Customer Journey Planning and Optimization through Reinforcement Learning

person holding white Samsung Galaxy TabAbstract— Classical customer journeys are often based on static planning approaches that don’t consider the parties’ reactions. Such methodologies are easy to implement, but they lack robust control of their accuracy and solid adaptability to environmental changes. In this paper, we discuss some methods based on modeling a customer journey as a Markov Decision Process where the environment encodes the set of possible sub-contexts and all the constraints imposed by marketing and regulatory departments. Through the adoption of reinforcement learning algorithms, it’s possible to plan a set of optimal journeys (according to different local conditions and constraints) and, at the same time, optimize them in pseudo-real-time through the collection of explicit feedback. Moreover, these models have the advantage of being intrinsically interpretable and, therefore, can provide managers and executives with explanations about the suggested best actions.

Keywords— customer journey, marketing, optimization, machine learning, reinforcement learning

Customer journeys as Markov Decision Processes

A static customer journey is often represented as a sequence of actions selected from a finite set A = {a1, a2, …, aN} where each element represents a specific marketing/commercial activity (e.g., F2F, e-mail, conference invitation, F2F follow-up, etc.). The sequence of actions can be statically designed according to predefined criteria, and an automatic system can suggest the next-best action according to the program. For example, a simple scenario can be based on the sequence:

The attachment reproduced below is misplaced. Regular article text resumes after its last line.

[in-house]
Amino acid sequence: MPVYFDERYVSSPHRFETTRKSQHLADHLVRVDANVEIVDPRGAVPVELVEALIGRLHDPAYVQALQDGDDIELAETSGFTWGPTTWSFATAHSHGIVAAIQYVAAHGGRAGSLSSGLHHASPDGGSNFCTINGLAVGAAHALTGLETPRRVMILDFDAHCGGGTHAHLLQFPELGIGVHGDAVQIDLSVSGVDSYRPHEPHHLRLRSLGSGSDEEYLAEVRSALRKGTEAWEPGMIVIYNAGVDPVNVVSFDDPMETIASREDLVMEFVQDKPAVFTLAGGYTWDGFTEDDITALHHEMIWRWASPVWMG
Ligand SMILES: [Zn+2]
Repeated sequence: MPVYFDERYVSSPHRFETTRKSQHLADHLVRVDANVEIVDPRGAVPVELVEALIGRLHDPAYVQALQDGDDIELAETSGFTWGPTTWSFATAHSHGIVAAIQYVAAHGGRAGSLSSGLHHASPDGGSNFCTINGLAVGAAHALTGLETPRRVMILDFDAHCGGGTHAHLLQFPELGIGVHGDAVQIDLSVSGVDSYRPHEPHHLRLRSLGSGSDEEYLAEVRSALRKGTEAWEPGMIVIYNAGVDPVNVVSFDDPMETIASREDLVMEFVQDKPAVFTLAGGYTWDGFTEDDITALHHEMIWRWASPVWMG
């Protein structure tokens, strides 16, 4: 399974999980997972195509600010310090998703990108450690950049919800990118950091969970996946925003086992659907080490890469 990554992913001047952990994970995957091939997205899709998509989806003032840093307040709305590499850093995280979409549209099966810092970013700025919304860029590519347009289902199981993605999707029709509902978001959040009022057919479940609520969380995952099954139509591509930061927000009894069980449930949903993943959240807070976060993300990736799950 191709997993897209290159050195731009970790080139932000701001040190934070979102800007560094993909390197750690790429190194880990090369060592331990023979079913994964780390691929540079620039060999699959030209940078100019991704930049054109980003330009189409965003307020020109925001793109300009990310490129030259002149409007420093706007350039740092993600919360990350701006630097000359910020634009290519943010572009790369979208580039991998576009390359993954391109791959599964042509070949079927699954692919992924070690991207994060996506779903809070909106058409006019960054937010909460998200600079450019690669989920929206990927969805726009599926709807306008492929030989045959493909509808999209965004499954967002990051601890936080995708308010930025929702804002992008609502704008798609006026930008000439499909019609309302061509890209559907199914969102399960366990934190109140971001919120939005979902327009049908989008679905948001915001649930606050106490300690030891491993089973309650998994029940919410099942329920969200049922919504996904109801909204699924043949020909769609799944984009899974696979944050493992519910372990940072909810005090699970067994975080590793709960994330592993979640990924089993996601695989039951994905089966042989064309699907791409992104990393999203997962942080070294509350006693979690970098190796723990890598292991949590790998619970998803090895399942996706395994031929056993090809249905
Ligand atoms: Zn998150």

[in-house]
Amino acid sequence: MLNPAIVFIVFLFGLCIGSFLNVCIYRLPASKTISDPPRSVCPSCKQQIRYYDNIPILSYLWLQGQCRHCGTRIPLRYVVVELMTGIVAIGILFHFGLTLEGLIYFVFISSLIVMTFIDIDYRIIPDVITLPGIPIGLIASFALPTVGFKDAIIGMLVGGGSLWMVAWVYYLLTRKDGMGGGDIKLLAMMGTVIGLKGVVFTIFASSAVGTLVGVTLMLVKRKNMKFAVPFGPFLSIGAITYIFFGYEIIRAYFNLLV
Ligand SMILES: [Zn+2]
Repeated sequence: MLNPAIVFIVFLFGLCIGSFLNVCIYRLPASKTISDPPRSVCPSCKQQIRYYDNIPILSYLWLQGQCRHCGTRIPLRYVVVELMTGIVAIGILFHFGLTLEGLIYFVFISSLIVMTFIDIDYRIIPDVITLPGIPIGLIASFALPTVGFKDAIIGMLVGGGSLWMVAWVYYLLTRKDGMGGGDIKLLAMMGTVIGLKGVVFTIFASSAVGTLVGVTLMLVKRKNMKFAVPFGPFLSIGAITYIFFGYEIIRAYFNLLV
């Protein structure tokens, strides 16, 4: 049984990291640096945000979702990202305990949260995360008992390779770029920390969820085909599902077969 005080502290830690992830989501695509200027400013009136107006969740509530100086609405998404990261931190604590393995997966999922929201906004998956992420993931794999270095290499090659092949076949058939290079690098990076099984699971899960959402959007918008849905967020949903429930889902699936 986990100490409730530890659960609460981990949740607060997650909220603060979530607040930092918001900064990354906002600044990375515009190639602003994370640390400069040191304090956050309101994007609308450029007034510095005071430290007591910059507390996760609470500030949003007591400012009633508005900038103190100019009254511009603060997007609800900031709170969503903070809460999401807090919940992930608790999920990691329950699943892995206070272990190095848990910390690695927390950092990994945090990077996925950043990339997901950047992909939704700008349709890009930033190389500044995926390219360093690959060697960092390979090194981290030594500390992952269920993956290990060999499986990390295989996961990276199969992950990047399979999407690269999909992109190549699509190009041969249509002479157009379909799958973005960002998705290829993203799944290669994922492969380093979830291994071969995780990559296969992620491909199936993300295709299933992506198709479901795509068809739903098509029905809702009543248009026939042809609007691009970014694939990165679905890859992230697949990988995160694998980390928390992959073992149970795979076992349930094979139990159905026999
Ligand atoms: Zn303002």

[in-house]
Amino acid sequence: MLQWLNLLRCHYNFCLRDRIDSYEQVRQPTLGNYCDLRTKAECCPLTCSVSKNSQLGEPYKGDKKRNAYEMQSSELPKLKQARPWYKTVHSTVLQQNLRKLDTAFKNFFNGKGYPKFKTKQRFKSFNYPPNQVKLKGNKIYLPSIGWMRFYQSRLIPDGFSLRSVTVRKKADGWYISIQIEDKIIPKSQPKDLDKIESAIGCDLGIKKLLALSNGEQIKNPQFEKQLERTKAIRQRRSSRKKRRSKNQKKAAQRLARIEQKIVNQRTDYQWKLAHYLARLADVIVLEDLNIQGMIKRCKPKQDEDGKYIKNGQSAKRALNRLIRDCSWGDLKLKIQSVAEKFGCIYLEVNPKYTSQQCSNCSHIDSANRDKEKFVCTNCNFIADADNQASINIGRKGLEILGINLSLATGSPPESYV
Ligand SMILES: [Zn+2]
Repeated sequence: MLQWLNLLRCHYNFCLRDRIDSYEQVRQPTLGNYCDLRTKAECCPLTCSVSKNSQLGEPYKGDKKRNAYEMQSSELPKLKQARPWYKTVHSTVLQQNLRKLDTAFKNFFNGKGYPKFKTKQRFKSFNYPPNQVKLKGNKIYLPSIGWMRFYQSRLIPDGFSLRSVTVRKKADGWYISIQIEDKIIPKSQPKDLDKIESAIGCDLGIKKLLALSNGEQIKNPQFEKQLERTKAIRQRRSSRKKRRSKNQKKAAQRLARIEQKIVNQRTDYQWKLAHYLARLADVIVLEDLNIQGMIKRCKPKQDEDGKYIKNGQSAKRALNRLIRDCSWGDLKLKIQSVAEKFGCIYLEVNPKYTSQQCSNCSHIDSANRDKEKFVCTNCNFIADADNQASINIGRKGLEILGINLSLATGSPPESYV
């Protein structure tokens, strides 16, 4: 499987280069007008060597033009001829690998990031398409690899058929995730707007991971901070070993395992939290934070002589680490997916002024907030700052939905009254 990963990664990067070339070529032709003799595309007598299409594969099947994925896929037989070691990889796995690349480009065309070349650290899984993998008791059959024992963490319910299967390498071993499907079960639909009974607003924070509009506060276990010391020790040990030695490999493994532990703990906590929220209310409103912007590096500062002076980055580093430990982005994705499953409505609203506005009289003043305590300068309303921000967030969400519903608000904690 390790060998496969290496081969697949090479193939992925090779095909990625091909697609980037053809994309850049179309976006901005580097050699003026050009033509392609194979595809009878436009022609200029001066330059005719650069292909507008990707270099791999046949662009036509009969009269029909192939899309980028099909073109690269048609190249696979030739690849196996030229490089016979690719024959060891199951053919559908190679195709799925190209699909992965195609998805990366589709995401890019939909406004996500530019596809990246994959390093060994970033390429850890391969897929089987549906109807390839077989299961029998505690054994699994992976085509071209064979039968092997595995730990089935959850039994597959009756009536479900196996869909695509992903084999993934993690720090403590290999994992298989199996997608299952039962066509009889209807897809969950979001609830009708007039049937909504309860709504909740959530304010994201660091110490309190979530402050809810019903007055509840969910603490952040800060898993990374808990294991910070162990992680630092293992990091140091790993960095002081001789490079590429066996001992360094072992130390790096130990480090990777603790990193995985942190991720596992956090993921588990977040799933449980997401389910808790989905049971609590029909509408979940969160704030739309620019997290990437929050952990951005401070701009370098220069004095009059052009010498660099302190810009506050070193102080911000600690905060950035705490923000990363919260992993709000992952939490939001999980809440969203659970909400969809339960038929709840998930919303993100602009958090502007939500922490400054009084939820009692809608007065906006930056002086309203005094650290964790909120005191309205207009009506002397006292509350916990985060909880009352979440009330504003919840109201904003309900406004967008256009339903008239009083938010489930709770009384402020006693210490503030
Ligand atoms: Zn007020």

Pause actions have been introduced to define a waiting time of at least two business days between two journey steps.

Therefore, the first action can be triggered by a CRM system, and after seven days, an automatic suggestion can be sent to the sales rep to invite her to arrange an F2F visit. Even if the process is straightforward, there are some evident drawbacks. First, every journey is an instance of a strictly defined class, which doesn’t consider any specific constraints (e.g., subjective reactions, preferences, etc.). Moreover, there’s no way to incorporate the feedback of an action into the flow, with the apparent consequence that all inappropriate actions will be repeated indefinitely.